So I’ve set up a Ko-fi, and I’ll offer pendulum readings as well if you’d like one – you decide the price, it’s cool. I know a lot of us are at the end of our financial tether right now. Only caveat is that I may not be able to do readings immediately as I am currently in a witch-unfriendly place about half the time, but I will do them as quickly as I can (within a couple days)

Whatever is in my Ko-fi that doesn’t get spent on trying to get through this will go straight into my fundraising for the Apprentice Tarot, which I will be starting as soon as my move date gets closer (October 20th). I’ve already printed a small run for @torque-witch​ to sell at the festival she’s attending as a vendor, and if any don’t sell there, they will be showing up in her shop. I am serious about doing this, and the second, updated edition is done and ready to go for a larger run when I have my life back.

So, anything you can spare will really save my ass. Thank you so much.

Help a witch out?

Links and buttons are also on my description, on both mobile and desktop.

Please share it around. Thank you again.

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The thing about being a trickster’s chew toy that a lot of folks don’t like to talk about is knowing that you need them to stay sane and on track, while simultaneously knowing that having them around means that your life is going to be a mess and that you’re probably going to get fucked up pretty badly in the process.

Trickster gods are more than just gentle jokesters and silly pranksters.  They can do serious damage, and yeah, it works out in the end, but in the meantime you’re very likely to get hurt a lot.  I wish I could get that through to a lot of the younger, newer folks who’ve decided to follow a Trickster.  Sadly, the nature of those drawn to tricksters is that we tend to be bad at listening to advice, even from our own.  At least most of them have a choice.  Those of us who got licked by a Trickster generally just have to grit our teeth and grudgingly admit that, in the end, our patron jackass had a point and we’re fond of Them, even if They did damned near kill us and put us in therapy for YEARS.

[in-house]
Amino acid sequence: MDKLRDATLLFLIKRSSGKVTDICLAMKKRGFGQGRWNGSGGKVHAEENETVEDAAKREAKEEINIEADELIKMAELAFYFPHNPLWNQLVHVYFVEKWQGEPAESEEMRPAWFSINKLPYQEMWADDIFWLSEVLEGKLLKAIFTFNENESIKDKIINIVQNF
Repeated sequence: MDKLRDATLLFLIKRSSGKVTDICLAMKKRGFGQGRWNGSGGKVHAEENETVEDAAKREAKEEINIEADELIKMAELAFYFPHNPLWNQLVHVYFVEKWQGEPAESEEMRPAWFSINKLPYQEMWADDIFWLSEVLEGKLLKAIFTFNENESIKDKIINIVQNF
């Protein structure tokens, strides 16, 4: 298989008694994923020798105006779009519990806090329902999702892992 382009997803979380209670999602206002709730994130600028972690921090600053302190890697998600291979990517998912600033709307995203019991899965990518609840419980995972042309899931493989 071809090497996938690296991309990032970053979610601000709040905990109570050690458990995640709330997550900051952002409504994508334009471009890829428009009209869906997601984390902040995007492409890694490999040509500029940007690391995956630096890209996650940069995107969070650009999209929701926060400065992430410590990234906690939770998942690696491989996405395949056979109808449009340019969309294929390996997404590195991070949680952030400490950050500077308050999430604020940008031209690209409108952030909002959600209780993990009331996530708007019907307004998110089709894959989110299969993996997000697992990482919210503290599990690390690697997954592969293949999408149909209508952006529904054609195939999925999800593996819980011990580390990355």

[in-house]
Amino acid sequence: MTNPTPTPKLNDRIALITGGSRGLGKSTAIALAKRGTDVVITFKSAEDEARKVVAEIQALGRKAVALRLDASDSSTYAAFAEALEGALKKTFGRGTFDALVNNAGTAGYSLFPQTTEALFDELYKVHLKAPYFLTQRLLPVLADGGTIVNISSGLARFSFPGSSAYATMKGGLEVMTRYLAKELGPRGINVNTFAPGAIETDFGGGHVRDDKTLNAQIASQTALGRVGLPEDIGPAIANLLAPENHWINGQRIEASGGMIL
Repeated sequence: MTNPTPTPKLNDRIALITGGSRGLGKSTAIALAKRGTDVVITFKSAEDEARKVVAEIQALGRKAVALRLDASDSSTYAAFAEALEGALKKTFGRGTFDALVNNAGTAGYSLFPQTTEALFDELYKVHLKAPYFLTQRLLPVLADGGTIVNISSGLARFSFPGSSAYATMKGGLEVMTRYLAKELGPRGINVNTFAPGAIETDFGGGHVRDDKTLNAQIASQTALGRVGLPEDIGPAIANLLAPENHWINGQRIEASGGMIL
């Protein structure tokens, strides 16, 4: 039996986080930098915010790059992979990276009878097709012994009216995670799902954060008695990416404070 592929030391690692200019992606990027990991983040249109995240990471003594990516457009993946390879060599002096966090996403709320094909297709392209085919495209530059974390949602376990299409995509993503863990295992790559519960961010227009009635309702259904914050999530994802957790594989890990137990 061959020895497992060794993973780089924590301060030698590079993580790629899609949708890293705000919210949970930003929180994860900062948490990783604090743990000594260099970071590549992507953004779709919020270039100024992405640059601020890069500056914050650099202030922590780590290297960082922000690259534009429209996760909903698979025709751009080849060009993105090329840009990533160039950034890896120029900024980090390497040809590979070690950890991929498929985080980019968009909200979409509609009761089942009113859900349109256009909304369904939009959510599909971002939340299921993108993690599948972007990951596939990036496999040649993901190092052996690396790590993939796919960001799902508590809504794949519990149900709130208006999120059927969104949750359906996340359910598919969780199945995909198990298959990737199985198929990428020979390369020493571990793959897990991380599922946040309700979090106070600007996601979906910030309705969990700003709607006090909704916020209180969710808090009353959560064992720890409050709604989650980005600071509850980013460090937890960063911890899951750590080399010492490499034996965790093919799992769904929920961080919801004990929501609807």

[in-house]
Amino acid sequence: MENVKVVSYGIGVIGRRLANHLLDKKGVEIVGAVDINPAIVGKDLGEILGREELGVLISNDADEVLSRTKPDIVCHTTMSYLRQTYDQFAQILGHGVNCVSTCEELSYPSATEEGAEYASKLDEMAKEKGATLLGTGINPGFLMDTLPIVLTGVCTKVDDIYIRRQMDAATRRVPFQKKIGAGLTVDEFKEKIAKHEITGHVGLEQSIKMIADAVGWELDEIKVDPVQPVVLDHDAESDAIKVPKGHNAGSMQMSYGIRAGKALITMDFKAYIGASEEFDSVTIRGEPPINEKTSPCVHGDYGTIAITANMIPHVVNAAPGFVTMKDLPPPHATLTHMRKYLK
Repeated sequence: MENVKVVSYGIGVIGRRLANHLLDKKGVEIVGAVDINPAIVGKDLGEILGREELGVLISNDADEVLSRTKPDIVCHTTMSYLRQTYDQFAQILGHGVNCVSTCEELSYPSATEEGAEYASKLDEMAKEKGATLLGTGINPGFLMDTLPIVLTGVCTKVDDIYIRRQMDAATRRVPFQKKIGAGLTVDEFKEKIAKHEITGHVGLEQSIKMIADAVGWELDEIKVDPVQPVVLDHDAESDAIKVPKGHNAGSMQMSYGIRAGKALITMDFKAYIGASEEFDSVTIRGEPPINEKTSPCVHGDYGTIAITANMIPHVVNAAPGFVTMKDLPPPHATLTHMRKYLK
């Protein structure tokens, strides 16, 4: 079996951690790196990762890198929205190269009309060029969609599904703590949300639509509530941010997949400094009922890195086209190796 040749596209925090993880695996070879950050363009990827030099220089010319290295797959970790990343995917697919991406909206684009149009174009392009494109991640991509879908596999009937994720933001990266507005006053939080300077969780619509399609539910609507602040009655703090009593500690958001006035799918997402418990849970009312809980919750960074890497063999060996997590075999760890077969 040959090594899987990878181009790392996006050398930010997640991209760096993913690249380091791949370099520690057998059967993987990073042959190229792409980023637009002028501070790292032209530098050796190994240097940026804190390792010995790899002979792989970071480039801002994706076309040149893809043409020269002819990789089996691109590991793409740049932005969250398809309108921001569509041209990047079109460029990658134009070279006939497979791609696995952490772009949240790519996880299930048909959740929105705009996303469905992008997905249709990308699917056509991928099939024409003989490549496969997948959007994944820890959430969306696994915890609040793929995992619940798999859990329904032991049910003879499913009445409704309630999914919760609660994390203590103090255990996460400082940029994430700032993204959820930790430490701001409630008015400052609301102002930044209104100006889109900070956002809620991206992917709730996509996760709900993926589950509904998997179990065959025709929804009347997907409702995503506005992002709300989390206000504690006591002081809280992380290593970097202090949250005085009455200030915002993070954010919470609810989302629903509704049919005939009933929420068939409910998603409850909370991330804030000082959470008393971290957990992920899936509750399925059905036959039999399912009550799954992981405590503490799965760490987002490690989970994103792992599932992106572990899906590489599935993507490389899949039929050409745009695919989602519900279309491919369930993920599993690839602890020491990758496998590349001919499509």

Some days being claimed by Coyote is a pain in the ass.  (To forestall the cultural appropriation tirades, because I’m white as the driven snow, one of my dearest friends from childhood and adopted brothers is Native… he dragged me in front of some of the elders of his people to discuss the issue of Coyote and me some 25 or so years ago on a hunch.  Their consensus was that the fucker decided that claiming a white woman as His was a Fine Joke and because they understood that Tricksters don’t like rules and will break them when They think they’re too rigid, which makes it extra fun when dealing with the folks who think that no white person should ever deal with Native gods. They found it hilarious, too, and made sure that I know how to properly interact with their traditions, while also leaving room for the understanding that my ancestral ways were not theirs, even though one of their gods had claimed me as one of His.  It’s why I can, in fact, use smudging traditions, though I’m bound by promises that I will never presume to teach them to anyone else.  I try and keep out of a lot of discussions, because it’s really fucking hard to explain why my white ass can smudge and claim a Native god as my patron when others can’t to people that don’t fully have the understanding of what is and is not appropriation.)